Loose Women Meets Calendar Girls

Hi everyone,

I hope you’re all doing really well and taking advantage of the lovely, sunny weather.

Today I’m posting a piece I wrote back in May, all about body confidence and the Loose Women ‘My Body, My Story’ campaign. I had hoped to upload this a lot earlier and I can only apologise for that – I’ve been so busy! However, seeing as we’re in the middle of summer and the bikinis are coming out in force, I still feel it’s relevant and, as a wider issue, it’s worth talking about regardless. Enjoy!


Loose Women Meets Calendar Girls

The stars of ITV’s daytime panel show ‘Loose Women’ lose their clothes for an inspiring body confidence campaign.

How many of us look in the mirror and only see the things we’d like to change? How many of us, when flicking through a magazine, or watching TV, see a model or celebrity and think ‘I wish I had their [insert favoured body part/physical feature here]? Personally, I think far too many of us do, and apparently I’m not the only one.

As we find ourselves in the throes of bikini season, instead of hiding our bodies away, the combination of heat and sun inspires us to dare to bare – and that’s exactly what the ladies of ITV1’s ‘Loose Women’ did. In a bid to inspire ladies of all ages, shapes and sizes, the ‘My Body, My Story’ campaign saw all the ‘Loose Women’ panellists – from Janet Street Porter to Katie Price – strip down to swimsuits and bare everything, scars and all, for an incredibly inspiring photoshoot.

Shot by – rock royalty turned photographer – Bryan Adams, the resulting campaign is a powerfully untouched image of the ladies smiling, laughing and exuding confidence. No filters, no airbrushing, no editing; nor is it needed. These are real women with real bodies, and they’re all beautiful.

During an especially dedicated ‘body confidence’ edition of the lunchtime panel show – aired on May 2nd 2017 – the ladies made reference to recently released images of Kim Kardashian’s trademark behind, which was shown to be full of dimples and cellulite. Kardashian’s reply? ‘I’m just sitting here on the beach with my flawless body.’ As Janet Street-Porter pointed out during the live broadcast, this shows that Kardashian seems to have a good sense of humour about the situation as she, assumedly, accepts that she isn’t perfect and this is the real her. Fellow panellist Andrea McLean also pointed out that the pictures created some uproar amongst the general public.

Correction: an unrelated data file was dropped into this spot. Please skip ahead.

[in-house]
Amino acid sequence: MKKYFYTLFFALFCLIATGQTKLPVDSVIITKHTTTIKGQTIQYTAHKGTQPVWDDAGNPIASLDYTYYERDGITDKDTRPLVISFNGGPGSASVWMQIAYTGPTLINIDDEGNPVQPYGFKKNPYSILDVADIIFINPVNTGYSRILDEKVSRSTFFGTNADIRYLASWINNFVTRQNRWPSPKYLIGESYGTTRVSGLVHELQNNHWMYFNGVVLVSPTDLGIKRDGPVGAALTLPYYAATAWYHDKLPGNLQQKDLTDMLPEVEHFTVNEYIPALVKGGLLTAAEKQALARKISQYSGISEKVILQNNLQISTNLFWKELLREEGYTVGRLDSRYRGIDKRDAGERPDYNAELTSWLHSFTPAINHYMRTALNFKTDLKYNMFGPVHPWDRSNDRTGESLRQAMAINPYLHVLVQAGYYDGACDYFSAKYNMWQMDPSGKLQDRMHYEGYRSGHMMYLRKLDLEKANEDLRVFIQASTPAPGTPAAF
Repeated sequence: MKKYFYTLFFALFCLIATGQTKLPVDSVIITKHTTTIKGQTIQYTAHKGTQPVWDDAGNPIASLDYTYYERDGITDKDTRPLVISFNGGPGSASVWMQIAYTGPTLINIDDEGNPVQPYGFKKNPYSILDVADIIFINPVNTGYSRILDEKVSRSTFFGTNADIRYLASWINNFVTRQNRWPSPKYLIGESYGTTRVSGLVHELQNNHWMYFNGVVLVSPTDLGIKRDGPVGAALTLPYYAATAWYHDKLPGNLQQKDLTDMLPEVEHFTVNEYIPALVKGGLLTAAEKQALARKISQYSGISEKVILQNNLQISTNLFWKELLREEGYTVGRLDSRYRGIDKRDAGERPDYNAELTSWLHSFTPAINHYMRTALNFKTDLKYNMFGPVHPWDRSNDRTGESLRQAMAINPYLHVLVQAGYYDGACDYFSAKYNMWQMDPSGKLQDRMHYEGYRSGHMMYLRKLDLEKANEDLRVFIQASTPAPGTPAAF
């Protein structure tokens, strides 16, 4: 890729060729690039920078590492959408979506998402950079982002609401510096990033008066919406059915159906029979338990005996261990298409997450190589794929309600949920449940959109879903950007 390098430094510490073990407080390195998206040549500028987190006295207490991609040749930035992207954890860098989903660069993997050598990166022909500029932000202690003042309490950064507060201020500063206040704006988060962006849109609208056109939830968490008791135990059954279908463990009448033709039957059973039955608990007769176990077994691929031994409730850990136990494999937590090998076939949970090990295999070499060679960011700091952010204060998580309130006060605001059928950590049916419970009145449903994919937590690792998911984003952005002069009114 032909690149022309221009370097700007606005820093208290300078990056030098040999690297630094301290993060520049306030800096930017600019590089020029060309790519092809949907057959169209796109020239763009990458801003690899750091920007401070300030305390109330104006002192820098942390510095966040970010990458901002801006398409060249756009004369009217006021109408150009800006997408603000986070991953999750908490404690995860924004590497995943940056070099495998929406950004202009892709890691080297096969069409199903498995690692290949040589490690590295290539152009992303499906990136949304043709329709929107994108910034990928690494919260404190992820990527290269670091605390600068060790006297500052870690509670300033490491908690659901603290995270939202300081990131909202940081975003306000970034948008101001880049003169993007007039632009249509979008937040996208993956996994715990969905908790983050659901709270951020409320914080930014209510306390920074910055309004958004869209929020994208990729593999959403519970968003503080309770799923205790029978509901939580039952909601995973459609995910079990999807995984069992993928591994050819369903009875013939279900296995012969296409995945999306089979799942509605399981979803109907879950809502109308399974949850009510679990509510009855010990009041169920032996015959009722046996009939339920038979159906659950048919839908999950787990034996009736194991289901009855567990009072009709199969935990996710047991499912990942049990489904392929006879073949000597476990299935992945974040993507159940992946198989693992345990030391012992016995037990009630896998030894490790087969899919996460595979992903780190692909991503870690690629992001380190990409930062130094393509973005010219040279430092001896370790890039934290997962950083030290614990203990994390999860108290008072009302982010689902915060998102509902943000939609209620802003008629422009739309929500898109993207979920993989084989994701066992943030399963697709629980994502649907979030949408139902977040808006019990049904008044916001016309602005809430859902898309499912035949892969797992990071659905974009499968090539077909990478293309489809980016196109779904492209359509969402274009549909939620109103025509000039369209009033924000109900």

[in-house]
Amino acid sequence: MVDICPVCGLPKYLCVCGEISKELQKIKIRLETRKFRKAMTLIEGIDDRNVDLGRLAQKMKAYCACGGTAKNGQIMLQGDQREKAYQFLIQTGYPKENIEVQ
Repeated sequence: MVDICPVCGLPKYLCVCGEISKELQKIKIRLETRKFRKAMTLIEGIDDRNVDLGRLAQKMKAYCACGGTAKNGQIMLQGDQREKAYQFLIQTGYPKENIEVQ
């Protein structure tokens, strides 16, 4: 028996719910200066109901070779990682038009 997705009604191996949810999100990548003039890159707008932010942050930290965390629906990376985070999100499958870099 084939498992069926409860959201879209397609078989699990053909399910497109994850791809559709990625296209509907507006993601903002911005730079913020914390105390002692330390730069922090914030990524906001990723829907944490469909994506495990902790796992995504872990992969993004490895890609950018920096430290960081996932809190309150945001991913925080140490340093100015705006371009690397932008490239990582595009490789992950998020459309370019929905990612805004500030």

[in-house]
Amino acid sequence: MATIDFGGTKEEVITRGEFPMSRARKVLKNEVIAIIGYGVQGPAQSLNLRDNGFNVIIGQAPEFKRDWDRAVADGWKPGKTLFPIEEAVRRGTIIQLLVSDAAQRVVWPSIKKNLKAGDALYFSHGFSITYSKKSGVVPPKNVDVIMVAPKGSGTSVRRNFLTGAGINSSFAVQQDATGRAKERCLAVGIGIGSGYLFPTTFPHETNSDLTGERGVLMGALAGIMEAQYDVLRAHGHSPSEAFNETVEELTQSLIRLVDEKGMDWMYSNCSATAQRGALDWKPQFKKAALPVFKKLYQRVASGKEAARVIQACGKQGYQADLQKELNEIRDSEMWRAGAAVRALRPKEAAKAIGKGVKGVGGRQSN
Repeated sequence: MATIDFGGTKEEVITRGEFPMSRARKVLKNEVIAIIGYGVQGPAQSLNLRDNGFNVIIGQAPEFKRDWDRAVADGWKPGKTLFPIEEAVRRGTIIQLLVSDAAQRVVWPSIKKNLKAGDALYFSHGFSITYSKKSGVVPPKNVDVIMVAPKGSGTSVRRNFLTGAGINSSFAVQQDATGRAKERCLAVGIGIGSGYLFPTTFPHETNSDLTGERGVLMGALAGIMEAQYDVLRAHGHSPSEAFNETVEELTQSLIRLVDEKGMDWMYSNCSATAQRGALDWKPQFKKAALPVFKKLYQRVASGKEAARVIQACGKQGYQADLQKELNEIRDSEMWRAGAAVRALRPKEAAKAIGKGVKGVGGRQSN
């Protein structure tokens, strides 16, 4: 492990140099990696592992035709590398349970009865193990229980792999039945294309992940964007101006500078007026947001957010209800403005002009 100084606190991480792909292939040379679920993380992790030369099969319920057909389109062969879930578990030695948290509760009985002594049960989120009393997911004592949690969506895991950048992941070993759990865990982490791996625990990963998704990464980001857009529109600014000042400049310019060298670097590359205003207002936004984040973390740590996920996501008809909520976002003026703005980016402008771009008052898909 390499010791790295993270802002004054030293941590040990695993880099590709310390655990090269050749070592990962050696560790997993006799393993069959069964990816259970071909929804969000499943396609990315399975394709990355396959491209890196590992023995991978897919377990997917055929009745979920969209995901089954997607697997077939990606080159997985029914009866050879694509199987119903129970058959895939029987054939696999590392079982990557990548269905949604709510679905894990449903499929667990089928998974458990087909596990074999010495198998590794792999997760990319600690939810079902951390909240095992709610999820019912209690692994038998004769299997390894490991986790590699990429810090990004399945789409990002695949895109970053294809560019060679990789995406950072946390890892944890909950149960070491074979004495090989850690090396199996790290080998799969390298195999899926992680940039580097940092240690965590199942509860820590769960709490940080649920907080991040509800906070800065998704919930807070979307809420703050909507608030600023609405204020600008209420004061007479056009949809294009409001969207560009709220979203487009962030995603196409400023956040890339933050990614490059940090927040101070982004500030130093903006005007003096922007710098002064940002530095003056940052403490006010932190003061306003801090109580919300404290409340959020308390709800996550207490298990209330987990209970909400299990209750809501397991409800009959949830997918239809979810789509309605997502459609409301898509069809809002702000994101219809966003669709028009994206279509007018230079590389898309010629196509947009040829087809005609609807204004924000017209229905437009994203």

*NEWS FLASH* people get cellulite, people gain weight, people get stretch marks, people have scars. As you get older your bum is going to sag, your boobs are going to droop – that’s life. I think all too often people forget that celebrities are just that: people. Just because they’re in the public eye with their faces splashed all over magazines, they aren’t suddenly immune to the effects of ageing.

On a personal level, I have a close friend who is absolutely beautiful inside and out, who is also very conscious of her looks and her weight – and she really needn’t be. As I’m sure is true for all of us, she carried a bit more weight during her teens, but by no means anything to worry about. But, after a – quite frankly – ludicrous comment from an ex-boyfriend, she decided to change how she looked. Nowadays she’s super active; goes to the gym, does pole fitness and ariel hooping – and judging by the videos has a core of absolute steel. However, that one comment still haunts her, and she once told me that when she looks in the mirror she never feels or sees herself as attractive; and that absolutely broke my heart. Sadly though, I think this perception of self is true in a lot of cases.

I grew up in the era when size ‘0’ models were very much a thing and being thin was considered the stereotypical image of beauty. This is something I now know can be very damaging as it’s an unrealistic representation which effects impressionable young people. Singer-songwriter Demi Lovato is an advocate for body positivity who has been very vocal about the effect that this kind of thing had on her growing up; stating in interviews that she wants to see a change and be a healthier role model for young people.

Over the years, I do think we’ve seen an increase in curvy, buxom media personalities, and that the attitude is now more geared towards being healthy. As long as you’re healthy and happy you don’t need to be stick thin and airbrushed to perfection. Be proud. Accept your figure. Wear your scars like a badge of honour.

I once saw a quote online which read: “you’ll never look like the girl in the magazine. The girl in the magazine doesn’t even look like the girl in the magazine.” I think that really hits the nail on the head regarding this subject, as it lays plainly the struggle to achieve some impossible image of perfection often presented to us. This is why the Loose Women ‘My Body, My Story’ campaign is even more powerful as it’s challenging that common perception; they’re standing up and saying ‘We’re real women and this is us; unashamedly, unabashedly, us. We’re beautiful too. ’ And that is something to be admired.

It’s one photograph but it holds such an inspiring message, and I think with it being summer and the bikinis coming out of hibernation, it couldn’t have come at a better time. I hope the campaign encourages more people to stop worrying about what others think and to be confident with their bodies. After all, you only get one body, be kind to yourself and love it.